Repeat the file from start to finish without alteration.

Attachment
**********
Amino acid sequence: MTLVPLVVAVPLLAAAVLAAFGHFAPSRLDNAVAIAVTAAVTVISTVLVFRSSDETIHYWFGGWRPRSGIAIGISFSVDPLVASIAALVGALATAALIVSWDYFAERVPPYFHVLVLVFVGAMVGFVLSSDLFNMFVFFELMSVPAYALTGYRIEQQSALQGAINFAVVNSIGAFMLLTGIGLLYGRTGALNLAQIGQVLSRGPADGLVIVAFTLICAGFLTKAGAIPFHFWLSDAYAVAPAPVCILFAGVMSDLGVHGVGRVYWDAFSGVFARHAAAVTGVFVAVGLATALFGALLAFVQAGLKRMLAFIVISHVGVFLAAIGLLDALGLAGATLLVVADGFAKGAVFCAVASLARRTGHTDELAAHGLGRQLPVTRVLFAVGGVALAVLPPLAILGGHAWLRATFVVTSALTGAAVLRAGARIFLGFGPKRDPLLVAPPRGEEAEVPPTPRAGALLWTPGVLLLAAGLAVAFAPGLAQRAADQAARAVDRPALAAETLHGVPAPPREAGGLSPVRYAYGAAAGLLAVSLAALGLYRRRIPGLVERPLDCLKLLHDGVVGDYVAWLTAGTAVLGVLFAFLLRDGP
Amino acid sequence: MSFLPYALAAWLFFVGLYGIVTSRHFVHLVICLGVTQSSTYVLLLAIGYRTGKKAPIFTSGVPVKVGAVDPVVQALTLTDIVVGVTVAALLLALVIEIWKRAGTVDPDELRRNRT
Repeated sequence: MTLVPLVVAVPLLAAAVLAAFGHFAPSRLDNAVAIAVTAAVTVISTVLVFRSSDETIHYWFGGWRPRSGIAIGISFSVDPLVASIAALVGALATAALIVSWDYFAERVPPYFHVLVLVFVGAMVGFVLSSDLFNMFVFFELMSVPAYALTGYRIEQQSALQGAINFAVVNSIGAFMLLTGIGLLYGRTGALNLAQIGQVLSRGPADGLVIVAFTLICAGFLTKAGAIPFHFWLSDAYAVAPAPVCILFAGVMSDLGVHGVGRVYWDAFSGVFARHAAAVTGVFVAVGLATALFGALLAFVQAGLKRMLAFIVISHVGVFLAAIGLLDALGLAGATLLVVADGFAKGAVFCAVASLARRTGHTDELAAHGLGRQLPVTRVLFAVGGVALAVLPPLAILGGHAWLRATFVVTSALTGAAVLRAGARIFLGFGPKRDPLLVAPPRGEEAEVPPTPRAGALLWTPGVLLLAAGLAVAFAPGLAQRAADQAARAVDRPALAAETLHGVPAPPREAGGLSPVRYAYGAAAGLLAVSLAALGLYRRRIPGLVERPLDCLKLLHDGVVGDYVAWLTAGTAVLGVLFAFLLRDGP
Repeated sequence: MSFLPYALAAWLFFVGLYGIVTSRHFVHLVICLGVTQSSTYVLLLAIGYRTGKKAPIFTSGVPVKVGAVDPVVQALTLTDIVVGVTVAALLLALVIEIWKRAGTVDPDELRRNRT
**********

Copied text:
Amino acid sequence: MTLVPLVVAVPLLAAAVLAAFGHFAPSRLDNAVAIAVTAAVTVISTVLVFRSSDETIHYWFGGWRPRSGIAIGISFSVDPLVASIAALVGALATAALIVSWDYFAERVPPYFHVLVLVFVGAMVGFVLSSDLFNMFVFFELMSVPAYALTGYRIEQQSALQGAINFAVVNSIGAFMLLTGIGLLYGRTGALNLAQIGQVLSRGPADGLVIVAFTLICAGFLTKAGAIPFHFWLSDAYAVAPAPVCILFAGVMSDLGVHGVGRVYWDAFSGVFARHAAAVTGVFVAVGLATALFGALLAFVQAGLKRMLAFIVISHVGVFLAAIGLLDALGLAGATLLVVADGFAKGAVFCAVASLARRTGHTDELAAHGLGRQLPVTRVLFAVGGVALAVLPPLAILGGHAWLRATFVVTSALTGAAVLRAGARIFLGFGPKRDPLLVAPPRGEEAEVPPTPRAGALLWTPGVLLLAAGLAVAFAPGLAQRAADQAARAVDRPALAAETLHGVPAPPREAGGLSPVRYAYGAAAGLLAVSLAALGLYRRRIPGLVERPLDCLKLLHDGVVGDYVAWLTAGTAVLGVLFAFLLRDGP
Amino acid sequence: MSFLPYALAAWLFFVGLYGIVTSRHFVHLVICLGVTQSSTYVLLLAIGYRTGKKAPIFTSGVPVKVGAVDPVVQALTLTDIVVGVTVAALLLALVIEIWKRAGTVDPDELRRNRT
Repeated sequence: MTLVPLVVAVPLLAAAVLAAFGHFAPSRLDNAVAIAVTAAVTVISTVLVFRSSDETIHYWFGGWRPRSGIAIGISFSVDPLVASIAALVGALATAALIVSWDYFAERVPPYFHVLVLVFVGAMVGFVLSSDLFNMFVFFELMSVPAYALTGYRIEQQSALQGAINFAVVNSIGAFMLLTGIGLLYGRTGALNLAQIGQVLSRGPADGLVIVAFTLICAGFLTKAGAIPFHFWLSDAYAVAPAPVCILFAGVMSDLGVHGVGRVYWDAFSGVFARHAAAVTGVFVAVGLATALFGALLAFVQAGLKRMLAFIVISHVGVFLAAIGLLDALGLAGATLLVVADGFAKGAVFCAVASLARRTGHTDELAAHGLGRQLPVTRVLFAVGGVALAVLPPLAILGGHAWLRATFVVTSALTGAAVLRAGARIFLGFGPKRDPLLVAPPRGEEAEVPPTPRAGALLWTPGVLLLAAGLAVAFAPGLAQRAADQAARAVDRPALAAETLHGVPAPPREAGGLSPVRYAYGAAAGLLAVSLAALGLYRRRIPGLVERPLDCLKLLHDGVVGDYVAWLTAGTAVLGVLFAFLLRDGP
Repeated sequence: MSFLPYALAAWLFFVGLYGIVTSRHFVHLVICLGVTQSSTYVLLLAIGYRTGKKAPIFTSGVPVKVGAVDPVVQALTLTDIVVGVTVAALLLALVIEIWKRAGTVDPDELRRNRT